AUSTIN (KXAN) — Austin City Council accepted on Thursday $1.5 million in federal funding to support the design and engineering of its Interstate 35 “cap and stitch” project. Council approved the item on consent, meaning no additional discussion was held prior to the vote.
The “cap and stitch” project is a component incorporated alongside the Texas Department of Transportation’s $4.9 billion I-35 Capital Express Central project. The eight-mile-long, state-led project would remove the current I-35 decks, add two non-tolled high-occupancy vehicle managed lanes and expand the roadway, among other features.
Supplementary to that is the cap and stitch program, a city-led initiative designed to increase east-west connectivity and help add community spaces above I-35.
Caps are decks or land bridges placed above lowered highways that can support green space, public amenities and even some buildings. Stitches are widened bridges above the highway that would include travel lanes for vehicles and protected paths for cyclists and pedestrians. Stitches could also include design elements like landscaping, shade structures and artwork.
Other Texas communities — including Klyde Warren Park in Dallas — have incorporated park and event space in their designs over local highways.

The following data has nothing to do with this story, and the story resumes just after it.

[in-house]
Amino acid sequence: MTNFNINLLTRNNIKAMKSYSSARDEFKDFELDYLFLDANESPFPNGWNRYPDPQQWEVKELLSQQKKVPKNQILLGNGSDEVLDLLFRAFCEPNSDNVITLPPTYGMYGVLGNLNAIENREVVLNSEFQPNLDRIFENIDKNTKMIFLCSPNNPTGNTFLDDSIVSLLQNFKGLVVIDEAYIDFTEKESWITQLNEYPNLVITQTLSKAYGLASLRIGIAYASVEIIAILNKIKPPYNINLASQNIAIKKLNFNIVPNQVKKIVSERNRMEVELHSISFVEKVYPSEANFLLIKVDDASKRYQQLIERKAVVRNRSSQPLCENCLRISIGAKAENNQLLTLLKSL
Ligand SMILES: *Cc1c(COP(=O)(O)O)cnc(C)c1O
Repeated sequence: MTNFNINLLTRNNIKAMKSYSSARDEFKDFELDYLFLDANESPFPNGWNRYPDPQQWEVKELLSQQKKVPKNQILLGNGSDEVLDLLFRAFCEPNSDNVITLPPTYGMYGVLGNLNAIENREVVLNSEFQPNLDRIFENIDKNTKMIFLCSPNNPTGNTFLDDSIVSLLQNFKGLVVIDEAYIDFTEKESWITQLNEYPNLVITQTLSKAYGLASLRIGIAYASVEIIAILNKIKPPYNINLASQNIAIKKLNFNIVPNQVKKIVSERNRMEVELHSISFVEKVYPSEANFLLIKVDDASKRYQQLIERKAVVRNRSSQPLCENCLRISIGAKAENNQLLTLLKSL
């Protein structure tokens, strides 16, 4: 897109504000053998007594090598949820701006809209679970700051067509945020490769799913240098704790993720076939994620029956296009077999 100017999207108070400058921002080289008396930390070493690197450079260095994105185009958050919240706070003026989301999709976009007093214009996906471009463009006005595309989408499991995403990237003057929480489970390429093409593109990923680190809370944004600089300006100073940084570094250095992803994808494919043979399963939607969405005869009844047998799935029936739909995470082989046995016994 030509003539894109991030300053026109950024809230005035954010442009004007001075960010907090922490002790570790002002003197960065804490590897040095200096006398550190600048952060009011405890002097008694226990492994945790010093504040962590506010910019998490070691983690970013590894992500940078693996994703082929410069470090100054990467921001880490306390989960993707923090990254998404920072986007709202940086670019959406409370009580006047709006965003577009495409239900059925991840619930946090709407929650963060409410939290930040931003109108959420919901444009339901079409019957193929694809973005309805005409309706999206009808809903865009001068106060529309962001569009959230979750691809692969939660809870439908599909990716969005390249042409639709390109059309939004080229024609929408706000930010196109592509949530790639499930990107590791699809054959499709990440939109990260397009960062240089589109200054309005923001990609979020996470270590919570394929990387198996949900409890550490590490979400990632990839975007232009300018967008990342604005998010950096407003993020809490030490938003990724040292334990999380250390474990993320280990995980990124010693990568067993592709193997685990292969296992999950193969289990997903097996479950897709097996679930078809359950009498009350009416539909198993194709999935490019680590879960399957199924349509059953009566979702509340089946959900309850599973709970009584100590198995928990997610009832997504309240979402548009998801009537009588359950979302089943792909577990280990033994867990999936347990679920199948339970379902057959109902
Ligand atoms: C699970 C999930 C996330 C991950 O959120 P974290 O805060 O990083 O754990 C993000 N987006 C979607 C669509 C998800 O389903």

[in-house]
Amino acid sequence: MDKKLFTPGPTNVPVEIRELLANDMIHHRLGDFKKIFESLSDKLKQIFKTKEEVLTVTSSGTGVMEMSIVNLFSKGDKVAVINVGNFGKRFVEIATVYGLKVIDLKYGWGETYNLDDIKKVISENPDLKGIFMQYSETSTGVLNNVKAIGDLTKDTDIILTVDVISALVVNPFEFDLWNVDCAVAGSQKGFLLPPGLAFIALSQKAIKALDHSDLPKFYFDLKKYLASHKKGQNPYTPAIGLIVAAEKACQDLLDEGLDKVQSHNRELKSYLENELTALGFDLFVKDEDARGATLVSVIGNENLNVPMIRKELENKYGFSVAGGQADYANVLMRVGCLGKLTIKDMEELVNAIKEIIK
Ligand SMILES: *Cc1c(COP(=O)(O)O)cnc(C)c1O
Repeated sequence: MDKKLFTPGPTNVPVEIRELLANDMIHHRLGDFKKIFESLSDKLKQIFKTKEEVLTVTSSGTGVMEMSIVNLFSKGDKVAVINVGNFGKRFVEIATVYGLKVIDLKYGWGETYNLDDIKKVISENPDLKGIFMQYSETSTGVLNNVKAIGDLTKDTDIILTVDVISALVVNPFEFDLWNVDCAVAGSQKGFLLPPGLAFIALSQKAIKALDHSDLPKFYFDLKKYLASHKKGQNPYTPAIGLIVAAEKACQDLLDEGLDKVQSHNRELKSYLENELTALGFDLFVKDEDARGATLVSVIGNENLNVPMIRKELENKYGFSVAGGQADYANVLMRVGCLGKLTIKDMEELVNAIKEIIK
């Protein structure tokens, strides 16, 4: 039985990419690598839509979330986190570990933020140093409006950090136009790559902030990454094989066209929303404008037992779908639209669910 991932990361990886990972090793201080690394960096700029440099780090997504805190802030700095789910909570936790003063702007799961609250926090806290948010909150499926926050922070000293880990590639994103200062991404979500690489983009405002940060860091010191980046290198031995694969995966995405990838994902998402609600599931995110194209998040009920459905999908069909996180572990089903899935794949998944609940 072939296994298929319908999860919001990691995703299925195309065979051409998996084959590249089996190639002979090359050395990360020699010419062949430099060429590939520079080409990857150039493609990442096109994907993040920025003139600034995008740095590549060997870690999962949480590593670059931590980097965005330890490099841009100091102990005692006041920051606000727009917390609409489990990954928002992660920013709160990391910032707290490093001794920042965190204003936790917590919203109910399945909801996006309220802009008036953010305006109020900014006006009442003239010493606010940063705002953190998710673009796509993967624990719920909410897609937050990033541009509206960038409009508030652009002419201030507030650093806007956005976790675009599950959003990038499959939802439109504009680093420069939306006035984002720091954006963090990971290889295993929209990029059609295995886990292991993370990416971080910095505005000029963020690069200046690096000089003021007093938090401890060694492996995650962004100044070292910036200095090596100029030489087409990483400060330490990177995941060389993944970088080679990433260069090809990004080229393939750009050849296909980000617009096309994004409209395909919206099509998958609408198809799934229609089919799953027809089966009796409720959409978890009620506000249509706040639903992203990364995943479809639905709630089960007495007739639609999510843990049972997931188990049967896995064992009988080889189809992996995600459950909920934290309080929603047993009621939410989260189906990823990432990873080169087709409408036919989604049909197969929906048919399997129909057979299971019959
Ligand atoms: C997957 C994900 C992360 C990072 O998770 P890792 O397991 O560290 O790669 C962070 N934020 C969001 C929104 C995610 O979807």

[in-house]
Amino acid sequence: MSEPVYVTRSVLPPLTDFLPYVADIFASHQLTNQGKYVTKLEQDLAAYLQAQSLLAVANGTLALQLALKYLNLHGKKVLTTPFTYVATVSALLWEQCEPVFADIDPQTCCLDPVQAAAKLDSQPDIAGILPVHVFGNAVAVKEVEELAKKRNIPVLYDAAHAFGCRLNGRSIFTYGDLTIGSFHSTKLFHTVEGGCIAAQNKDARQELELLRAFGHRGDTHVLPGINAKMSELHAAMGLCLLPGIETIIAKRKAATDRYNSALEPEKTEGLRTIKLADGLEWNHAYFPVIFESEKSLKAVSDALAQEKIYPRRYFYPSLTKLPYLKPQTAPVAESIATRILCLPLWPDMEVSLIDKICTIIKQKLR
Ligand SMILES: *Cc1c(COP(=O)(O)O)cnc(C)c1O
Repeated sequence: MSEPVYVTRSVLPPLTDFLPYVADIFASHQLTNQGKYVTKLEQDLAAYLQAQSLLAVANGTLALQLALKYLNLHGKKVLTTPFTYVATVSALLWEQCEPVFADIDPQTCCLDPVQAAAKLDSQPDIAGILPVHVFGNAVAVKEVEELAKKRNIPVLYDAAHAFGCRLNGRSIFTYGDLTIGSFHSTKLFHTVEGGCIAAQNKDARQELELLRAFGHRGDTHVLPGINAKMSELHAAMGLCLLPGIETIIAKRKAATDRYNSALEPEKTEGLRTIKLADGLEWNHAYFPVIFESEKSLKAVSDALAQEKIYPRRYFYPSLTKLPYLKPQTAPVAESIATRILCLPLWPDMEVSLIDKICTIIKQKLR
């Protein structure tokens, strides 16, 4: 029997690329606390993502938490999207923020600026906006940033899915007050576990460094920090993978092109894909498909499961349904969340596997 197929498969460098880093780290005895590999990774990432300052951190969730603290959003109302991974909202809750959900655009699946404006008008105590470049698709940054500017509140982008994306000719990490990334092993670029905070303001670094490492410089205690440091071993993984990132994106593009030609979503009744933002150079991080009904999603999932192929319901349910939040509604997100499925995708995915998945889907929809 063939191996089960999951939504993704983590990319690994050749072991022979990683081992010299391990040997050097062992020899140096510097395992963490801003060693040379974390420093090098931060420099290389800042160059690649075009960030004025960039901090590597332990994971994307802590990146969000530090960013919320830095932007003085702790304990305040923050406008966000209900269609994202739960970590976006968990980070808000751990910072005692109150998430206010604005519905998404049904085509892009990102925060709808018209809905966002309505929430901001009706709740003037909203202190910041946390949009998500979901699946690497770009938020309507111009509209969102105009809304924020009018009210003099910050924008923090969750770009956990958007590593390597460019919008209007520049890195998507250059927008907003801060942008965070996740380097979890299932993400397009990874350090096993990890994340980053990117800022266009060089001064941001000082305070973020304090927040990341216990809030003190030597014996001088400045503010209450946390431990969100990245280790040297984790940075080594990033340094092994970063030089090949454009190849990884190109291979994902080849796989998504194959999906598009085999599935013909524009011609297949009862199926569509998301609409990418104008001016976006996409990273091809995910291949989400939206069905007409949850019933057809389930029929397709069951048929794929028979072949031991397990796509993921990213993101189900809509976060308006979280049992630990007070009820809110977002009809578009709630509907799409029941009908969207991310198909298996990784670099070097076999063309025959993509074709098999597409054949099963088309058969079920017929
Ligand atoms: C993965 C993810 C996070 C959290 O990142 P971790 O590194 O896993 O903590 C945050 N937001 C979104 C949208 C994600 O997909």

The $1.5 million in funds authorized by Austin City Council Thursday comes from the Community Project Funding, secured by Rep. Lloyd Doggett, D-Austin. Federal dollars are sent via the state for distribution to local governments, with TxDOT passing along the funds to the city.
The cap and stitch program is being overseen by Our Future 35, a program led by the city’s Corridor Program Office. Michelle Marx, program manager for Our Future 35, previously told KXAN in September these caps and stitches could help reconnect downtown with east Austin.
Our Future 35 has said this could be a means of helping redress geographic and racial barriers imposed by I-35 on east Austin. What was previously East Avenue, I-35’s construction segregated the Eastern Crescent from the downtown corridor.
“This is certainly a generational opportunity for us in our city,” she said. “No matter where you live in the city, I think this is going to impact you.”